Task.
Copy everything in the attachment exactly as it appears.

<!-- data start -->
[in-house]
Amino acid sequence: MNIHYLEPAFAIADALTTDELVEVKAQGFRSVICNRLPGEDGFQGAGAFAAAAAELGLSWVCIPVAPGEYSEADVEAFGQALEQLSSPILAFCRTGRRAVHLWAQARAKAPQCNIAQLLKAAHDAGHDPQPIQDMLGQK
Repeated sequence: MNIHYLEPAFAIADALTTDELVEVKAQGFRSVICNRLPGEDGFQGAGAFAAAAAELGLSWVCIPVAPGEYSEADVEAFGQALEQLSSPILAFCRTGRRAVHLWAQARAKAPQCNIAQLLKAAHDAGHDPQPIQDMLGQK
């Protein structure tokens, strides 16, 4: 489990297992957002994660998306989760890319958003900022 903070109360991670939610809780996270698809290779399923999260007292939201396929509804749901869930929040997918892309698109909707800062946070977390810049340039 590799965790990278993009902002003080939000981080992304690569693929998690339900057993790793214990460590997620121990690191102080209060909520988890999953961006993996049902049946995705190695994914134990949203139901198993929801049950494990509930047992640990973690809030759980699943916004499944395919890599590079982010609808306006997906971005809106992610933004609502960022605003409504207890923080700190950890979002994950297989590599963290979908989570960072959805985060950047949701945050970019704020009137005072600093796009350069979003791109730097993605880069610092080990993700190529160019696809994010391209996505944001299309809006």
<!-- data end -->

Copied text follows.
[in-house]
Amino acid sequence: MNIHYLEPAFAIADALTTDELVEVKAQGFRSVICNRLPGEDGFQGAGAFAAAAAELGLSWVCIPVAPGEYSEADVEAFGQALEQLSSPILAFCRTGRRAVHLWAQARAKAPQCNIAQLLKAAHDAGHDPQPIQDMLGQK
Repeated sequence: MNIHYLEPAFAIADALTTDELVEVKAQGFRSVICNRLPGEDGFQGAGAFAAAAAELGLSWVCIPVAPGEYSEADVEAFGQALEQLSSPILAFCRTGRRAVHLWAQARAKAPQCNIAQLLKAAHDAGHDPQPIQDMLGQK
């Protein structure tokens, strides 16, 4: 489990297992957002994660998306989760890319958003900022 903070109360991670939610809780996270698809290779399923999260007292939201396929509804749901869930929040997918892309698109909707800062946070977390810049340039 590799965790990278993009902002003080939000981080992304690569693929998690339900057993790793214990460590997620121990690191102080209060909520988890999953961006993996049902049946995705190695994914134990949203139901198993929801049950494990509930047992640990973690809030759980699943916004499944395919890599590079982010609808306006997906971005809106992610933004609502960022605003409504207890923080700190950890979002994950297989590599963290979908989570960072959805985060950047949701945050970019704020009137005072600093796009350069979003791109730097993605880069610092080990993700190529160019696809994010391209996505944001299309809006």